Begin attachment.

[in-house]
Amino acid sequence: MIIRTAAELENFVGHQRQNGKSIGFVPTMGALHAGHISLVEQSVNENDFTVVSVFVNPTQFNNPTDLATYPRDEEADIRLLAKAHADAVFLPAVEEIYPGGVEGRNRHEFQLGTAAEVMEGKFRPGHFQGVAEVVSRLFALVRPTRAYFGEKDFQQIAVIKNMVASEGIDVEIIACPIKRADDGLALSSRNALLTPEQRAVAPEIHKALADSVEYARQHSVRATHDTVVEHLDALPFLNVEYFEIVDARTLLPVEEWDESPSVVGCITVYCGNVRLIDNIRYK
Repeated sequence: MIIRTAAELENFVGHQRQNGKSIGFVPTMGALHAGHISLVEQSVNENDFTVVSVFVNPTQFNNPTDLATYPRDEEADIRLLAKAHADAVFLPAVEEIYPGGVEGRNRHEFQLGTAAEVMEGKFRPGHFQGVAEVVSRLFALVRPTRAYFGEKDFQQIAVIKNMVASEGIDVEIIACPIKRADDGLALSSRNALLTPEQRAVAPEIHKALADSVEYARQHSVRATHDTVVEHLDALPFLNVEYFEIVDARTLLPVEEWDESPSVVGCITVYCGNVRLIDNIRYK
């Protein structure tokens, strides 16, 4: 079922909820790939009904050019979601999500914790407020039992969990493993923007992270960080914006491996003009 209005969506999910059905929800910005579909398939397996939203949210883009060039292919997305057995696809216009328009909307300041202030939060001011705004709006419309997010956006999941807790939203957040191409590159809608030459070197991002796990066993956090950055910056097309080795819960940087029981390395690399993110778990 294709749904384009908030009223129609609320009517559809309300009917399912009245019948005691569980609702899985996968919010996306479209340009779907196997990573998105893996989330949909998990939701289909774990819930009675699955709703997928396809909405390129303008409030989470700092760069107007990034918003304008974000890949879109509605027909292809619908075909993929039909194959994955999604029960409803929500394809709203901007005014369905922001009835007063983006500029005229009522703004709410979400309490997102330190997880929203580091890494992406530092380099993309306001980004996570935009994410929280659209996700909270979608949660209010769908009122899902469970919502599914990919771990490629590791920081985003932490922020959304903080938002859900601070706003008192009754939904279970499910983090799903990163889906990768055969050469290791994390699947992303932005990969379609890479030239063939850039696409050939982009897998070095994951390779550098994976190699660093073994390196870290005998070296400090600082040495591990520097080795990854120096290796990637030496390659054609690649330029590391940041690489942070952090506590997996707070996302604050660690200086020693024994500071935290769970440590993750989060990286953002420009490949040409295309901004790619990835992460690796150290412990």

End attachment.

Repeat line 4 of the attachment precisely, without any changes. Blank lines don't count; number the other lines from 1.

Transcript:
């Protein structure tokens, strides 16, 4: 079922909820790939009904050019979601999500914790407020039992969990493993923007992270960080914006491996003009 209005969506999910059905929800910005579909398939397996939203949210883009060039292919997305057995696809216009328009909307300041202030939060001011705004709006419309997010956006999941807790939203957040191409590159809608030459070197991002796990066993956090950055910056097309080795819960940087029981390395690399993110778990 294709749904384009908030009223129609609320009517559809309300009917399912009245019948005691569980609702899985996968919010996306479209340009779907196997990573998105893996989330949909998990939701289909774990819930009675699955709703997928396809909405390129303008409030989470700092760069107007990034918003304008974000890949879109509605027909292809619908075909993929039909194959994955999604029960409803929500394809709203901007005014369905922001009835007063983006500029005229009522703004709410979400309490997102330190997880929203580091890494992406530092380099993309306001980004996570935009994410929280659209996700909270979608949660209010769908009122899902469970919502599914990919771990490629590791920081985003932490922020959304903080938002859900601070706003008192009754939904279970499910983090799903990163889906990768055969050469290791994390699947992303932005990969379609890479030239063939850039696409050939982009897998070095994951390779550098994976190699660093073994390196870290005998070296400090600082040495591990520097080795990854120096290796990637030496390659054609690649330029590391940041690489942070952090506590997996707070996302604050660690200086020693024994500071935290769970440590993750989060990286953002420009490949040409295309901004790619990835992460690796150290412990």